Myself. That’s [4Hunnid's] blueprint. We was dropping projects once a year. That's not really a lot, though. I’m about to go even harder than that but that’s why I was successful because I always had records going in the club and then they really caught [outside of the club]. When they started popping, I’d drop another 'tape. I kept hitting them with the music, the videos, dropping my projects with videos. Same day my shit dropped, I dropped another video. That’s basically how to use the game now. Motherf--kers is just dropping projects unannounced and they just dropping them with videos and touring. We’ve been doing that since 2010.
In our previous interview, you mentioned entering f--ked up label deals. How will you ensure your artists are well taken care of?
That’s mandatory like we not gon’ put nobody through f--ked up situations because we been through the fucked up situations and we know the outcome of the fucked up situations so we not tryna have no bad blood with none of our artists. We trying to be known and respected as real businessmen that came from nothing. We gonna make sure everybody right. The 4Hunnid label is like a family. We don’t just f--k with people. If we f--k with you, we really f--k with you. It’s gon’ rub off on the business side too.
What do you think is the key difference between 4Hunnid Records and other artist-owned labels?
We different. We 4Hunnid, you know. We like red. [Laughs] We from the West Coast. Like I don’t think nobody could get it how we tryna do it on the West Coast. Ain’t nobody did especially in artist relations. We ain’t f--kin with you if we feel like you can’t be around for 20-plus years. It’s a lotta other artist-owned labels who want artists with hot singles like for right now and that’s cool because that’s the easy money but we getting brands. We teach artists how to build brand and be businessmen and business ladies. It’s just bigger than being an artist and putting out an album. I know there’s a lot of motherf--kers who ain’t taking the time out to spend with their peoples and break shit down from the bottom with them about all of this type of shit. In the record business, if you sign an artist that don’t really know too much about the business, you can really get over on them in a lot of different ways so it’s a lot of people that don’t give artist the game because they’re trying to make the most money in the fastest way off their artists. They ain’t trying to be business partners with their artists. We bring that to the table.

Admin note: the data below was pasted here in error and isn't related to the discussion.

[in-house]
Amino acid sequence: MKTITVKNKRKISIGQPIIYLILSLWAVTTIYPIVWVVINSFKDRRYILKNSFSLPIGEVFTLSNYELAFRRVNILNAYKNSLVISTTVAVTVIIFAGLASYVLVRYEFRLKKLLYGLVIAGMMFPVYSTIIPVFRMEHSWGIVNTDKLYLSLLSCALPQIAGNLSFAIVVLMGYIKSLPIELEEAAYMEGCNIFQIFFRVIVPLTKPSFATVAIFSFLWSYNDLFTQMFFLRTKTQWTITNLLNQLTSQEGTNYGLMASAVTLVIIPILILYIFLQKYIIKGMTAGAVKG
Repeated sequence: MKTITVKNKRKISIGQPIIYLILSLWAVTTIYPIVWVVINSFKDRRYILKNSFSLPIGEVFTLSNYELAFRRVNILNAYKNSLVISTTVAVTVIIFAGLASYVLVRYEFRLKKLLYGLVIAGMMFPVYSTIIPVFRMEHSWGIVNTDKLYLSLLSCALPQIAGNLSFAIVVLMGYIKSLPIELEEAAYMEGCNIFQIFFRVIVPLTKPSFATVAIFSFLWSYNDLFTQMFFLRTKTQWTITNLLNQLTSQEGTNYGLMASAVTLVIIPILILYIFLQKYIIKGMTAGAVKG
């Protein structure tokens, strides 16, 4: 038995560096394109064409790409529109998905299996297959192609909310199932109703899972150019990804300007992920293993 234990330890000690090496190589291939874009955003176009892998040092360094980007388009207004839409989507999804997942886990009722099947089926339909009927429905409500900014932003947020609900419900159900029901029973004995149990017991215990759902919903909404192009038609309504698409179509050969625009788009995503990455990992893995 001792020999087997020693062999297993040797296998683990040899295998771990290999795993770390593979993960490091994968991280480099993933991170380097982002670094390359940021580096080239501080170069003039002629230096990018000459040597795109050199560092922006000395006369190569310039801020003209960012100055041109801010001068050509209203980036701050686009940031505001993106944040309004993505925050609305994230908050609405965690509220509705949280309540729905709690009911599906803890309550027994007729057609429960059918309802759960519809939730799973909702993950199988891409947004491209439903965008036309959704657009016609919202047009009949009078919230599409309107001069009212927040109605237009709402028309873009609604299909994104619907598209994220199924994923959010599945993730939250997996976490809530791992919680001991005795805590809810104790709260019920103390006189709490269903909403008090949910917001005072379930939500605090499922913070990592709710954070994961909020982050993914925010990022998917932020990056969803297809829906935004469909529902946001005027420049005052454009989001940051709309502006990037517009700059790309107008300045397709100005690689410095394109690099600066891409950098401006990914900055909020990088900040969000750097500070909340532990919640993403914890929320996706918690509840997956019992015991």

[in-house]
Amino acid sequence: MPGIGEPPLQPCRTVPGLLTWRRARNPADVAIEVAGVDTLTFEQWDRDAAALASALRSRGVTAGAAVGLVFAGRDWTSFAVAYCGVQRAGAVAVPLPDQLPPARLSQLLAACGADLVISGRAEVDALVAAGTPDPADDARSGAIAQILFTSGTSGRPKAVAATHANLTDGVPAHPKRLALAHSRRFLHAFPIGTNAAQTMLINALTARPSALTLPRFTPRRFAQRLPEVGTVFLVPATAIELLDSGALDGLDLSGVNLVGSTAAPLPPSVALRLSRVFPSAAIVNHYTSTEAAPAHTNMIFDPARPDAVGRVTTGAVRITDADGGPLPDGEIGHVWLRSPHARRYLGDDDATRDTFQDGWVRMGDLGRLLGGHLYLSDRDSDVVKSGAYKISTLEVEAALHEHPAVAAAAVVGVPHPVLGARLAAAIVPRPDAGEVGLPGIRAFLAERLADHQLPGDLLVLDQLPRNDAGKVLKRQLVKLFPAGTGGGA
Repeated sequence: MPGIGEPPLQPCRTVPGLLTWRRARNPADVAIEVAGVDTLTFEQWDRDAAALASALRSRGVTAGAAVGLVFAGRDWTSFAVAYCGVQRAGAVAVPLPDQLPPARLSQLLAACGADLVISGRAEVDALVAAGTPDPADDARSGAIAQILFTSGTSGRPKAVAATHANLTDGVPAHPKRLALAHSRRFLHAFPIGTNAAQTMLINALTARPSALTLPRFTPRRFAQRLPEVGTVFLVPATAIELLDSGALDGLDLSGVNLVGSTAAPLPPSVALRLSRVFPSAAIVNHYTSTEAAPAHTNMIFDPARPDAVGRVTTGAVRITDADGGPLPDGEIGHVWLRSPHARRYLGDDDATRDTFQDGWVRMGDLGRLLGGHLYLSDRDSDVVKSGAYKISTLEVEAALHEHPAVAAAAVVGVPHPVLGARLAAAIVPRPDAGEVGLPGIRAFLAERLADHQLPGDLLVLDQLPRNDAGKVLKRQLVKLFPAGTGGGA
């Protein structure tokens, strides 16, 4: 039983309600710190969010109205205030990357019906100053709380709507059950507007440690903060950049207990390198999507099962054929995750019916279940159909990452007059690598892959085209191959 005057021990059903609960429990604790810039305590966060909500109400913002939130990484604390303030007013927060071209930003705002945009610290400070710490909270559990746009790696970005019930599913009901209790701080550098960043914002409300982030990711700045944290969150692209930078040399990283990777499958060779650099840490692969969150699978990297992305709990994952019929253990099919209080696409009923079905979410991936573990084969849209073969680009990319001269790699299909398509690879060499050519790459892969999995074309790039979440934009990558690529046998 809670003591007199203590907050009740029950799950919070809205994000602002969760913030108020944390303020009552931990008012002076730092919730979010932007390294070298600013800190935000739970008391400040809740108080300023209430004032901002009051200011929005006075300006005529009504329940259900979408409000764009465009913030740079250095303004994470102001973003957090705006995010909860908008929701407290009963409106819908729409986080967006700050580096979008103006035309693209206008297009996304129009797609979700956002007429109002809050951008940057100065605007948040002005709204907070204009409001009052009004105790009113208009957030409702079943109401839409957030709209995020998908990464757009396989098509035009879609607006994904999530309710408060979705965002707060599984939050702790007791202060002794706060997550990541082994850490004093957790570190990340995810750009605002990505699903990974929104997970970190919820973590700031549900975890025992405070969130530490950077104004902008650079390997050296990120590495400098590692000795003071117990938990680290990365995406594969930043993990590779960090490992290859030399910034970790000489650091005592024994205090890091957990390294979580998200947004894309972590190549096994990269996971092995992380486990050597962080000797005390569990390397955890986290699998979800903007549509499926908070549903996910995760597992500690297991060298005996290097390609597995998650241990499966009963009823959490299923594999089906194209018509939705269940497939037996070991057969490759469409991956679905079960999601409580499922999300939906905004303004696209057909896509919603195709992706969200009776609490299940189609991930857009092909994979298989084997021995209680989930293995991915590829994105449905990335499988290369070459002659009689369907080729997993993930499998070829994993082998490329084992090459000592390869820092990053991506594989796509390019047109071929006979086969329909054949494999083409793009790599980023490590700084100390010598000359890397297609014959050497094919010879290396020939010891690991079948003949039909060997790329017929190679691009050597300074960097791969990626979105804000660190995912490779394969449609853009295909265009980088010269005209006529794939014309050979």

How do you go about looking for artists?
It all starts with the music. I got homies that’s trying to be artists so we do certain things with the homies ‘cause that’s how we rock -- from the ground up. I put my people in situations like if that work out, that work out but we out looking for superstars so it all start with the music. You gotta have the music and then you gotta have potential star power. Then you gotta represent something different that YG don’t represent because we all can’t be doing the exact same shit.
What do you hope your label represents?
It’s real family-oriented. We giving our people opportunities to be something. We not just pulling a regular homie that don’t know nothing about music or don’t got no potential to be successful in the music industry. We not bringing 'em along and giving them job titles like, 'Here, bro, you gon’ run this.' It’s certain people that’s been around since we came in the game. They been around from that time doing certain little things, watching how we move, watching how we do things and they learned so we bringing them along with us. We about the people so we’re trying to uplift one another ‘cause that’s really how you gon’ have some real shit. We trying to do it like we on some Roc-A-Fella shit.
Is that what it feels like?
That’s what it is. When you think of YG, you think of the West Coast, L.A. the lifestyle, that’s what the brand about. That’s what 4Hunnid represents.